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David Foster Wallace's Balancing BooksFictions of Value$
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Jeffrey Severs

Print publication date: 2017

Print ISBN-13: 9780231179447

Published to Columbia Scholarship Online: January 2019

DOI: 10.7312/columbia/9780231179447.001.0001

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Come to Work

Come to Work

Capitalist Fantasies and the Quest for Balance in The Broom of the System

Chapter:
(p.33) 1 Come to Work
Source:
David Foster Wallace's Balancing Books
Author(s):

Jeffrey Severs

Publisher:
Columbia University Press
DOI:10.7312/columbia/9780231179447.003.0002

The Broom of the System offers a covert dialogue with Reagan’s consolidation of the neoliberal agenda around a revived version of the Protestant call to work in the 1980s, driven by fears of the effects of a service economy. I unpack this novel’s preoccupation with work, other (less reliable) forms of creating and accruing value, and connected issues of language use: my foci include the leisure-based national literature represented by Rick Vigorous, the ersatz topoi of Protestantism and self-reliance embodied by Governor Zusatz and Reverend Sykes, and the countering force of Lenore Beadsman, importantly named (in what I show to be Wallace’s continual play with initials) for the pound, unit of weight, currency, and work. Lenore is associated with value, clarity, ground, the balance scale of justice, and, in a key early image of contingency in art, the miraculous value of lottery tickets.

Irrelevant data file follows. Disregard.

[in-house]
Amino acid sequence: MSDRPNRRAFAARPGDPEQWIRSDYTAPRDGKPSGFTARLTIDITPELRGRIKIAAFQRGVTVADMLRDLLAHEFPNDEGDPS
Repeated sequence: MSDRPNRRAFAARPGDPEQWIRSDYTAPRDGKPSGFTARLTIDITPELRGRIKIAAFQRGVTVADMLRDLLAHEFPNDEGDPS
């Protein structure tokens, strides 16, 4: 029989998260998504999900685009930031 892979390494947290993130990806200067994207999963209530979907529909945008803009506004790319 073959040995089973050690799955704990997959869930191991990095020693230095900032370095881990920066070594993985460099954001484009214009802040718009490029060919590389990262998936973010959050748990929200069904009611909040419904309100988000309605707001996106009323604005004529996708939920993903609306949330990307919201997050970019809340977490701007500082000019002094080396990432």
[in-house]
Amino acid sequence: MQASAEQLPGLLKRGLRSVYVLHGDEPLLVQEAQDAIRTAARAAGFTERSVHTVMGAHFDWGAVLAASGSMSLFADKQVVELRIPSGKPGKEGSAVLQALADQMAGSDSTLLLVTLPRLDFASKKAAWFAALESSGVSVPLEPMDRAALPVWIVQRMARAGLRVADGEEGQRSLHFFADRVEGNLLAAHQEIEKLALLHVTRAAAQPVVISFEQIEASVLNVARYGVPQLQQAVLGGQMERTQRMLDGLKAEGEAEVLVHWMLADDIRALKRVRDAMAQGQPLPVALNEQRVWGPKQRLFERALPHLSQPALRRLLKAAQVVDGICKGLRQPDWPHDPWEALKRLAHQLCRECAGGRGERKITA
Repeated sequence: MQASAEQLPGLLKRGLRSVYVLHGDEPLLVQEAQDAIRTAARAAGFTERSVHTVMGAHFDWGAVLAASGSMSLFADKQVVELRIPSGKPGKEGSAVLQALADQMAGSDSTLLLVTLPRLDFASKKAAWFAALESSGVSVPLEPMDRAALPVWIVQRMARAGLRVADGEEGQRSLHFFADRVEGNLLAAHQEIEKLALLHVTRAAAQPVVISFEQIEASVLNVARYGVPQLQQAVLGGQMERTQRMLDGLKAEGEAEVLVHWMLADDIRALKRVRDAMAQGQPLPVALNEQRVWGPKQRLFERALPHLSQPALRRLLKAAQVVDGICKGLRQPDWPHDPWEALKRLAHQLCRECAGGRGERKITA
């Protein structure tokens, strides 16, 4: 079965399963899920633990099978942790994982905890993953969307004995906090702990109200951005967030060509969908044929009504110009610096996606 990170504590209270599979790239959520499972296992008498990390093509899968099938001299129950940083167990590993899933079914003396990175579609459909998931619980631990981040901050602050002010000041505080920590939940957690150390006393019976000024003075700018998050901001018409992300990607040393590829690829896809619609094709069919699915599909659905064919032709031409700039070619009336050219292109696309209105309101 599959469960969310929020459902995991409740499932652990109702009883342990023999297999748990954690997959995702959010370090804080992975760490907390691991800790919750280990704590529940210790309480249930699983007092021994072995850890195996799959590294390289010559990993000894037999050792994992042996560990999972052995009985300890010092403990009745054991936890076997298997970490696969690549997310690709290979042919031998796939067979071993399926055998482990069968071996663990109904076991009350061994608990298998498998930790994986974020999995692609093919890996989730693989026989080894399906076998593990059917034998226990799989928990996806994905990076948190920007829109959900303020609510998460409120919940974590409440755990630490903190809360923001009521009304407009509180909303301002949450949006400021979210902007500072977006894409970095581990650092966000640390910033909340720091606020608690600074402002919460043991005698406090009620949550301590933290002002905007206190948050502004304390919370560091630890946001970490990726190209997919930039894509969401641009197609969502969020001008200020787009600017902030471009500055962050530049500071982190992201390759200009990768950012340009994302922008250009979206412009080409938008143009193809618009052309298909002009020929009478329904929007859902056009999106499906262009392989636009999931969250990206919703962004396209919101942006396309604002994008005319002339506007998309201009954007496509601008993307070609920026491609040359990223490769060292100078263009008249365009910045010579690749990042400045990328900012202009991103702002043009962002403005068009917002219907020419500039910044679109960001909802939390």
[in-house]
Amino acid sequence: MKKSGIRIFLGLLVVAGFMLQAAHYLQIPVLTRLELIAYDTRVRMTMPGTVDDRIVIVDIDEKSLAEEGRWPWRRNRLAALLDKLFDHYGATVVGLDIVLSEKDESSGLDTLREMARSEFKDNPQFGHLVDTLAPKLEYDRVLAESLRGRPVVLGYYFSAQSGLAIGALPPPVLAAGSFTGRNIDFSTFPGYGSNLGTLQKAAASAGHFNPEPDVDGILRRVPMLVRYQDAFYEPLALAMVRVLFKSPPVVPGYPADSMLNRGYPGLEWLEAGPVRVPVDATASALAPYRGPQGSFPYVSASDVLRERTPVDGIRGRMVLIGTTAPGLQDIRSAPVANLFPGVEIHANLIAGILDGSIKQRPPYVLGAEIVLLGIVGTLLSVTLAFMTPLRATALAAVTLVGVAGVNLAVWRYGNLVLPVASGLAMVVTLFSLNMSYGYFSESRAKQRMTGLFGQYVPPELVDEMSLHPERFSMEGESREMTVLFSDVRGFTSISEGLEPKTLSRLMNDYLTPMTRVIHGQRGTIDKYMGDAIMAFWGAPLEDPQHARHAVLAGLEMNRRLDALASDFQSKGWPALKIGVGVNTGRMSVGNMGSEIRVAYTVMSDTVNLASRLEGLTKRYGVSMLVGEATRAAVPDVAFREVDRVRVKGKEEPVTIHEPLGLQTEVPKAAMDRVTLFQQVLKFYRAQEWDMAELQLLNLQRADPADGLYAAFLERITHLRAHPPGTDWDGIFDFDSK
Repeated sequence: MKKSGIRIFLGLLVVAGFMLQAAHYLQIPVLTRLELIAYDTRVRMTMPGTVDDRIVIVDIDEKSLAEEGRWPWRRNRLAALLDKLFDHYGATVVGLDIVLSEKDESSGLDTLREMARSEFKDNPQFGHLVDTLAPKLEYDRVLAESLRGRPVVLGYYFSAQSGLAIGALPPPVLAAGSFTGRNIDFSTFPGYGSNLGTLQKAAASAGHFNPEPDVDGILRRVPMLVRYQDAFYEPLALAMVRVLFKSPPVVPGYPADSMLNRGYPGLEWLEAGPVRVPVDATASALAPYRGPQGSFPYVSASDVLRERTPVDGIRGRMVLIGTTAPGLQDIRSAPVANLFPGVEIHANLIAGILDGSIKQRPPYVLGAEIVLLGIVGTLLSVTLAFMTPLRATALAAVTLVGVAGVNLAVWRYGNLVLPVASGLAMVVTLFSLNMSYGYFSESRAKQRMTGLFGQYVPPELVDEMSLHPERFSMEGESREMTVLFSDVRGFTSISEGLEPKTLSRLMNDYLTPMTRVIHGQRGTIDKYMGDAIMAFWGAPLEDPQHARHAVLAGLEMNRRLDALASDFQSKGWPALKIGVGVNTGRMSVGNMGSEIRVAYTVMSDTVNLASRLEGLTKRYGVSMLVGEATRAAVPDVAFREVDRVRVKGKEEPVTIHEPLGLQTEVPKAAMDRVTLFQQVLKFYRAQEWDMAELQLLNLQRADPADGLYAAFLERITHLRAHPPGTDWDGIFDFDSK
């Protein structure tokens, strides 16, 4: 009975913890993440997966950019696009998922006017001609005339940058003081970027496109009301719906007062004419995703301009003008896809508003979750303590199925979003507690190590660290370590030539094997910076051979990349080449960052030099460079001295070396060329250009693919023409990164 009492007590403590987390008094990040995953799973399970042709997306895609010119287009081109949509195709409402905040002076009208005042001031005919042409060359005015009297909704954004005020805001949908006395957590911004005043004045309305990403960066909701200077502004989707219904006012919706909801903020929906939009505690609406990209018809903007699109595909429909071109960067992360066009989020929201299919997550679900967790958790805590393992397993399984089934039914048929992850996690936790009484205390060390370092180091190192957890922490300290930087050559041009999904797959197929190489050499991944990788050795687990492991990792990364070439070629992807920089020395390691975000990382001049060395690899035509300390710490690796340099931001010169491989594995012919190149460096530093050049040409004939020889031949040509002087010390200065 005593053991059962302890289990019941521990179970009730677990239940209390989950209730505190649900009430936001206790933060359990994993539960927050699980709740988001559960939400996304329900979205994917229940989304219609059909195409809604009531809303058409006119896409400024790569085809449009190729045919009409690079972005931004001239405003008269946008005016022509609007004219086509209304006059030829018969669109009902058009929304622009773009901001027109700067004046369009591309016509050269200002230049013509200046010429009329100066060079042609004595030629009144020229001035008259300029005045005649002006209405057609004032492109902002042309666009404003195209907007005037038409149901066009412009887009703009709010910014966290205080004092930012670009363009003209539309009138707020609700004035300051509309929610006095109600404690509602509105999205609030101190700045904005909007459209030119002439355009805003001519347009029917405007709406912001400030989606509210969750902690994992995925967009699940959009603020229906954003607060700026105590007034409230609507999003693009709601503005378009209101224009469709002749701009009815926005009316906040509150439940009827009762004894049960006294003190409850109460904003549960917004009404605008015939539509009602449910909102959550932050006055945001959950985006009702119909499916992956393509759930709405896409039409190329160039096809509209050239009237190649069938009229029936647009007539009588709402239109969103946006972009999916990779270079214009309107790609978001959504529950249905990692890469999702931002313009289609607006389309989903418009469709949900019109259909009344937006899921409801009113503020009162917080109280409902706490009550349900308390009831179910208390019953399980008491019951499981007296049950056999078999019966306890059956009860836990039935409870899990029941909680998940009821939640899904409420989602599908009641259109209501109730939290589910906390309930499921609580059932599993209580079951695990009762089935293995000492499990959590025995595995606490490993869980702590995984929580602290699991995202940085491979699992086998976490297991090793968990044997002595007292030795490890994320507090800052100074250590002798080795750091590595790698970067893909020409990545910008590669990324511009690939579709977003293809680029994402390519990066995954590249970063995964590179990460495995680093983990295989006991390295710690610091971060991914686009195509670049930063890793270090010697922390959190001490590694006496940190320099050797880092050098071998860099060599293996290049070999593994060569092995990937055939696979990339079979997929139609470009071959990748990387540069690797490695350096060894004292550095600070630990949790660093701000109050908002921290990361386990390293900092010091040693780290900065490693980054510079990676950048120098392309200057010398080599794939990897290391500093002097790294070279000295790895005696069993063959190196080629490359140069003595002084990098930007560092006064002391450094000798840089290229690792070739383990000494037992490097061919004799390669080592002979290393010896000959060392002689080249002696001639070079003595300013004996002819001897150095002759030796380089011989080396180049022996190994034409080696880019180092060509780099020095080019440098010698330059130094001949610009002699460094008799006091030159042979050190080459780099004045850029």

Keywords:   The Broom of the System, Ronald Reagan, work

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